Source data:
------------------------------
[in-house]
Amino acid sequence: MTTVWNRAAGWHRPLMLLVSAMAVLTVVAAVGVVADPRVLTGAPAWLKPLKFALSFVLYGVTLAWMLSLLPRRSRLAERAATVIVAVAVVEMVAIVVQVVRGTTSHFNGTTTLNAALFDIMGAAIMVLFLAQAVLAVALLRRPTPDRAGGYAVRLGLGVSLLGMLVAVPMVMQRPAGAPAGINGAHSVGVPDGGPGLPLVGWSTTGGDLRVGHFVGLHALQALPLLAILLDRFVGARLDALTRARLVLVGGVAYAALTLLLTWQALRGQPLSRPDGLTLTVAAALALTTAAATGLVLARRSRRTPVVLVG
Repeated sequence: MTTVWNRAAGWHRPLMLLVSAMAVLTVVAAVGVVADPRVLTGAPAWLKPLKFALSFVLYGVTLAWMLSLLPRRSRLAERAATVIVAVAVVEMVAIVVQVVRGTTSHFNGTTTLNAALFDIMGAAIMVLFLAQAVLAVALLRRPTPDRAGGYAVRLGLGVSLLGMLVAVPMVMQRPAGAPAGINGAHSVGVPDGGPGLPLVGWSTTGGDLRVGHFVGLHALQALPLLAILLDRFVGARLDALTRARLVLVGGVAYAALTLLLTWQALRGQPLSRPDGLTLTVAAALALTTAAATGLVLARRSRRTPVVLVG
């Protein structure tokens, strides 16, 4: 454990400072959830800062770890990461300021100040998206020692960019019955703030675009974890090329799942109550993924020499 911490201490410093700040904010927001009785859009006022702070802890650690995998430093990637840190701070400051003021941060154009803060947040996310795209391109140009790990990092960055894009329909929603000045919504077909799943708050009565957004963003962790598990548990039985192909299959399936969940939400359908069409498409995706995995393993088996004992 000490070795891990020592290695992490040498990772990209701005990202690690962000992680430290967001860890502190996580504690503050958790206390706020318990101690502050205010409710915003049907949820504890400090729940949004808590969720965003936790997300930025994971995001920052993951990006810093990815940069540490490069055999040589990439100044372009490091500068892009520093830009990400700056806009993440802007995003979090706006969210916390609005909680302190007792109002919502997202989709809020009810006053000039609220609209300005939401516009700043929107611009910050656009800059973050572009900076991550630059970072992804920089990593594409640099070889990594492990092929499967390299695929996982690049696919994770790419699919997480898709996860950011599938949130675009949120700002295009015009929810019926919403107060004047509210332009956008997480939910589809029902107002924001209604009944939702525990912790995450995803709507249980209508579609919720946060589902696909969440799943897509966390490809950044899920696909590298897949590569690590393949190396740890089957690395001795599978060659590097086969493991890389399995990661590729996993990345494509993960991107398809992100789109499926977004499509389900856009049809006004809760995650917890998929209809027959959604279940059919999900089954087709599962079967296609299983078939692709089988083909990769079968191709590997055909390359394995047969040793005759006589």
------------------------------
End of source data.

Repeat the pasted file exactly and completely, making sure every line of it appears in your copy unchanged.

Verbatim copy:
[in-house]
Amino acid sequence: MTTVWNRAAGWHRPLMLLVSAMAVLTVVAAVGVVADPRVLTGAPAWLKPLKFALSFVLYGVTLAWMLSLLPRRSRLAERAATVIVAVAVVEMVAIVVQVVRGTTSHFNGTTTLNAALFDIMGAAIMVLFLAQAVLAVALLRRPTPDRAGGYAVRLGLGVSLLGMLVAVPMVMQRPAGAPAGINGAHSVGVPDGGPGLPLVGWSTTGGDLRVGHFVGLHALQALPLLAILLDRFVGARLDALTRARLVLVGGVAYAALTLLLTWQALRGQPLSRPDGLTLTVAAALALTTAAATGLVLARRSRRTPVVLVG
Repeated sequence: MTTVWNRAAGWHRPLMLLVSAMAVLTVVAAVGVVADPRVLTGAPAWLKPLKFALSFVLYGVTLAWMLSLLPRRSRLAERAATVIVAVAVVEMVAIVVQVVRGTTSHFNGTTTLNAALFDIMGAAIMVLFLAQAVLAVALLRRPTPDRAGGYAVRLGLGVSLLGMLVAVPMVMQRPAGAPAGINGAHSVGVPDGGPGLPLVGWSTTGGDLRVGHFVGLHALQALPLLAILLDRFVGARLDALTRARLVLVGGVAYAALTLLLTWQALRGQPLSRPDGLTLTVAAALALTTAAATGLVLARRSRRTPVVLVG
């Protein structure tokens, strides 16, 4: 454990400072959830800062770890990461300021100040998206020692960019019955703030675009974890090329799942109550993924020499 911490201490410093700040904010927001009785859009006022702070802890650690995998430093990637840190701070400051003021941060154009803060947040996310795209391109140009790990990092960055894009329909929603000045919504077909799943708050009565957004963003962790598990548990039985192909299959399936969940939400359908069409498409995706995995393993088996004992 000490070795891990020592290695992490040498990772990209701005990202690690962000992680430290967001860890502190996580504690503050958790206390706020318990101690502050205010409710915003049907949820504890400090729940949004808590969720965003936790997300930025994971995001920052993951990006810093990815940069540490490069055999040589990439100044372009490091500068892009520093830009990400700056806009993440802007995003979090706006969210916390609005909680302190007792109002919502997202989709809020009810006053000039609220609209300005939401516009700043929107611009910050656009800059973050572009900076991550630059970072992804920089990593594409640099070889990594492990092929499967390299695929996982690049696919994770790419699919997480898709996860950011599938949130675009949120700002295009015009929810019926919403107060004047509210332009956008997480939910589809029902107002924001209604009944939702525990912790995450995803709507249980209508579609919720946060589902696909969440799943897509966390490809950044899920696909590298897949590569690590393949190396740890089957690395001795599978060659590097086969493991890389399995990661590729996993990345494509993960991107398809992100789109499926977004499509389900856009049809006004809760995650917890998929209809027959959604279940059919999900089954087709599962079967296609299983078939692709089988083909990769079968191709590997055909390359394995047969040793005759006589």